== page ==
Wednesday, March 04, 2009

To Give or Live


As employers large and small seek methods of plugging the ever-widening holes in the hulls of their sinking vessels, and tossing things overboard to lighten the load, something troubling is happening--it is being used as an excuse. It's not just that company benefits are being eliminated or trimmed, though that is happening at an alarming rate, it's that obligations are being overlooked. We mustn't let the recession give us recessionitis.

I spoke to a corporate executive last week who explained a particularly vexing employee, who had badgered the department and had found protection from being fired in their Human Services rules was bundled into a bigger layoff and let go. What would have taken six weeks to several months to accomplish was taken care of in a single stroke. This happens to be one of those understandable usages of layoffs, and I could hear the relief over the employee finally being gone, but it suggests a crack in the veneer of truth. It wasn't entirely above board.

Another owner of a small company said he'd taken the opportunity to clean house of some workers who were never going to cut it, that the recession provided perfect cover to speed along what otherwise would have been costly and dragged out dismissals. There is efficiency in such layoffs--firings--and efficiency is what's needed to keep small and large businesses afloat. But if such practices become easier for having done them once, then there's a danger of falling into the excuses trap.

More troubling to me, as a board member of a worthy non-profit, is that businesses and individuals have stopped giving. As of the start of the new year money simply dried up. This makes for desperate times for our inner city youth literacy and athletics program--it may go under. And I have to wonder what's going on. Yes, money is tight for all of us, but this is no time to allow safety nets for the needy to go under. To the contrary, there are and will be even more needy--kids and adults alike--in the coming months and if ever there was a time to reach deep and give to charity, those who can afford to must.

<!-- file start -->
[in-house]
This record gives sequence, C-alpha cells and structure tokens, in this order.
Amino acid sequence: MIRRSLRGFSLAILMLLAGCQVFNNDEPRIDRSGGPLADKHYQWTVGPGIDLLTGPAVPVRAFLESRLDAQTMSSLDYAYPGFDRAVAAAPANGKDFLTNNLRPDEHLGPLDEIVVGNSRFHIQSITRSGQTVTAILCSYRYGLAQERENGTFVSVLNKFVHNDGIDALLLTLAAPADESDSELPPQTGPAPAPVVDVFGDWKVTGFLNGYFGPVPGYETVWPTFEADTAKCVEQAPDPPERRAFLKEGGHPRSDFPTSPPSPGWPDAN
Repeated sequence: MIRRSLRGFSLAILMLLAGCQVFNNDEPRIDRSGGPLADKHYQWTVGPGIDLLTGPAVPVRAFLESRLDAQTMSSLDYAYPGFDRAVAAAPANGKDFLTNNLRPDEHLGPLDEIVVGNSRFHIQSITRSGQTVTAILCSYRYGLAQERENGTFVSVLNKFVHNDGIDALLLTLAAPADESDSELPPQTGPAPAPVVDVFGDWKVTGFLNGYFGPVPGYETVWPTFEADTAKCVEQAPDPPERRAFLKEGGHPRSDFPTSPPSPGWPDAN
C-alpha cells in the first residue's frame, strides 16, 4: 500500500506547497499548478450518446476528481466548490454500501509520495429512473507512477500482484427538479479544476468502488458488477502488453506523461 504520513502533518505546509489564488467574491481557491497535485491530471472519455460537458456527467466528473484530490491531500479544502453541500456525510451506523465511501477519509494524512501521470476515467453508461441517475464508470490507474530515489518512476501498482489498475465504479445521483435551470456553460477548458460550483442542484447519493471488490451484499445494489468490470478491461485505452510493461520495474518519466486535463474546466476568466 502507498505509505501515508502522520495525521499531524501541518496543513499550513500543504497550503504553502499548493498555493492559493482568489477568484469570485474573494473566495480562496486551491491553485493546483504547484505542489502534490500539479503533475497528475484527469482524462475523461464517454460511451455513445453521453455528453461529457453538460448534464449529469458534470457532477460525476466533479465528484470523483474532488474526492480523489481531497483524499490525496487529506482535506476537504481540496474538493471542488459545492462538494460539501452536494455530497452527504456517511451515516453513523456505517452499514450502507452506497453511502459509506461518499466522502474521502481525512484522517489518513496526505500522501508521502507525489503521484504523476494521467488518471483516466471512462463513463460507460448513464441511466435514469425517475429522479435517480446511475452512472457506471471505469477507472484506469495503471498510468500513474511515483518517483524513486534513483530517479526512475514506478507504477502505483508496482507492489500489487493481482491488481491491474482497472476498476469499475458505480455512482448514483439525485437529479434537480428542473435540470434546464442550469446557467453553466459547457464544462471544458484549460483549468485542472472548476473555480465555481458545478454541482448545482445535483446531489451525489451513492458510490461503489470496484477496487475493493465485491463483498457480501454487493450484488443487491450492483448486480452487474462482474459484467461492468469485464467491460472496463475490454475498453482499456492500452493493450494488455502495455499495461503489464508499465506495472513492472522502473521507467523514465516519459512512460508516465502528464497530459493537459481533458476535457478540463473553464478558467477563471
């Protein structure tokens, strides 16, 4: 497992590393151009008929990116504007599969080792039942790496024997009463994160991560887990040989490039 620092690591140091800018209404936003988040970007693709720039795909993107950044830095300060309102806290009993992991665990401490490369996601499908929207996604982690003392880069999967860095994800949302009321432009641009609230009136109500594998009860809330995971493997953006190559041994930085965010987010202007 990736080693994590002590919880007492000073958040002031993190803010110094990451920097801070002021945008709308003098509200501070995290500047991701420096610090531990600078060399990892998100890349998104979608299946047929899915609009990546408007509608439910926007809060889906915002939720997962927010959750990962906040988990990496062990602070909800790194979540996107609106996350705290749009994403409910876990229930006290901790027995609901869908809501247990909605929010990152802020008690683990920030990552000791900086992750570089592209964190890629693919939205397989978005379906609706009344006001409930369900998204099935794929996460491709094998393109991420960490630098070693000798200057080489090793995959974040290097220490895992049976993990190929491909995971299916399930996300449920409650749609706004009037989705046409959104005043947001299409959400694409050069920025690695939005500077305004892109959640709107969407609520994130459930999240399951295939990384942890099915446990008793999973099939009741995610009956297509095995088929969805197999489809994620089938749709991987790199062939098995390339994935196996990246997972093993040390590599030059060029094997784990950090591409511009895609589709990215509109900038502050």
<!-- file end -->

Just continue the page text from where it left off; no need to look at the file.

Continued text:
If the recession becomes an excuse instead of a challenge then there is a double barreled effect: it hits our purses and our humanity; it degrades our bank accounts and our ethics. Times of hardship can unite and lift a society to new accomplishments, or turn it on itself--every man for himself; dog eat dog.

We must go forward, yes. Difficult decisions must be made, no doubt. People will lose jobs. Non-profits will fail. But hopefully we can retain our common humanity in the process.


  1. Great post, Ridley. One problem we need to overcome is pervasive fear. So many people I know have lost at least half sometimes all of the money they've worked a lifetime to accumulate. Some retirees I know are looking for jobs. Many believe this economic collapse will be worse than the Great Depression. We need a Roosevelt "Nothing to fear but fear itself" speech. And you're just the man for the job!

  2. Good post, Ridley. I see the same thing and worry about our future.

    It might also be an oportunity for many of to get involved and help with other gifts as opposed to money.

    I'm goning to talkabout Brad Meltzer and his efforts tomorrow.


  3. See now, this man know what time it is. He's not sitting around looking at web cams and doing Lord knows what.

    He talking the talk and walking the walk.

    You dumbasses take heed to this man's words. You gots to look at the past to see the future. It all right there if you open your eyes.

    Be nice. Don't be a dumbass. Do the right thing.

  4. "Times of hardship can unite and lift a society to new accomplishments......"


    Those who do the right thing do so because it's the right thing.....that is not contigent on the economy.

    There are all kinds of wealth..........


    PS:Go-lo, G W Bush modified that speech, updated it to modern times, if you will: "You have nothing to fear but.......ME."

  5. Wonderful expression of humanity.

    Now is the time to pull together. Dispiriting that Congress is split on party lines on the recovery programs.

    Our officials need to set aside politics, pull together, show confidence in the system, and not worry about the next election cycle. If this fails, everyone will be swept out of office and there will be soup kitchens in the cities, and they won't be serving vichyssoise.

  6. For us, a small indie bookshop, these are perilous times indeed. Workers are being laid off, people are hoarding money, and it's scary.

    But we have customers, true and loyal, who come in to tell us why they're not able to buy like they used to, and we have some folks who have been increasing what they buy just to help out.

    There's a generosity of spirit and feeling of community out there that is real and it's deep. But the fear of "what if" has lots of people paralyzed.